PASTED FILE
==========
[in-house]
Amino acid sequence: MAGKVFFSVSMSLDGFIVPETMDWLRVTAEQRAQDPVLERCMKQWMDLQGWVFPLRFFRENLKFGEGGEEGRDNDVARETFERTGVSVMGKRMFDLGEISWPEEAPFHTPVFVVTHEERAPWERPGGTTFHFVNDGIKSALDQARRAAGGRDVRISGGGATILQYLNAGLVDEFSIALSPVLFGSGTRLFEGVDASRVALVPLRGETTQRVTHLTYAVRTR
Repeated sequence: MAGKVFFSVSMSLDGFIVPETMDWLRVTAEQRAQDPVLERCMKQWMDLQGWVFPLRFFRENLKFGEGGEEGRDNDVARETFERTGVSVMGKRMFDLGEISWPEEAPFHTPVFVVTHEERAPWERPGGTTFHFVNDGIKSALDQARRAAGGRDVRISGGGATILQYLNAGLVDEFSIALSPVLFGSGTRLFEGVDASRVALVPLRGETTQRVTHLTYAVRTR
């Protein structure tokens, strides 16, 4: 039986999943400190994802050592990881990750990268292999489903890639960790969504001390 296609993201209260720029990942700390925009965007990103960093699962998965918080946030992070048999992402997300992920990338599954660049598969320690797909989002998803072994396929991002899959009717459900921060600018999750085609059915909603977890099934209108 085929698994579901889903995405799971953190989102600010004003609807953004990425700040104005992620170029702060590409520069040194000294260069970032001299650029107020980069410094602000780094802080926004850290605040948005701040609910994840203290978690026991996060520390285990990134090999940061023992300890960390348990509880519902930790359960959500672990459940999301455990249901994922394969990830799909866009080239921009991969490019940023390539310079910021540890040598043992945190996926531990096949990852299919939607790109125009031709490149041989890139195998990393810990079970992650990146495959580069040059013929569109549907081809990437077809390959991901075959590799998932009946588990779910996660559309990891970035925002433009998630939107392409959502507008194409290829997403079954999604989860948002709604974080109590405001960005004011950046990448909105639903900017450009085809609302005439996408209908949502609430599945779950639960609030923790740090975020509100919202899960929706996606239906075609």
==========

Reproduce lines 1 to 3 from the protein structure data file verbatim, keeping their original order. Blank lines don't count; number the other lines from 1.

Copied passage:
[in-house]
Amino acid sequence: MAGKVFFSVSMSLDGFIVPETMDWLRVTAEQRAQDPVLERCMKQWMDLQGWVFPLRFFRENLKFGEGGEEGRDNDVARETFERTGVSVMGKRMFDLGEISWPEEAPFHTPVFVVTHEERAPWERPGGTTFHFVNDGIKSALDQARRAAGGRDVRISGGGATILQYLNAGLVDEFSIALSPVLFGSGTRLFEGVDASRVALVPLRGETTQRVTHLTYAVRTR
Repeated sequence: MAGKVFFSVSMSLDGFIVPETMDWLRVTAEQRAQDPVLERCMKQWMDLQGWVFPLRFFRENLKFGEGGEEGRDNDVARETFERTGVSVMGKRMFDLGEISWPEEAPFHTPVFVVTHEERAPWERPGGTTFHFVNDGIKSALDQARRAAGGRDVRISGGGATILQYLNAGLVDEFSIALSPVLFGSGTRLFEGVDASRVALVPLRGETTQRVTHLTYAVRTR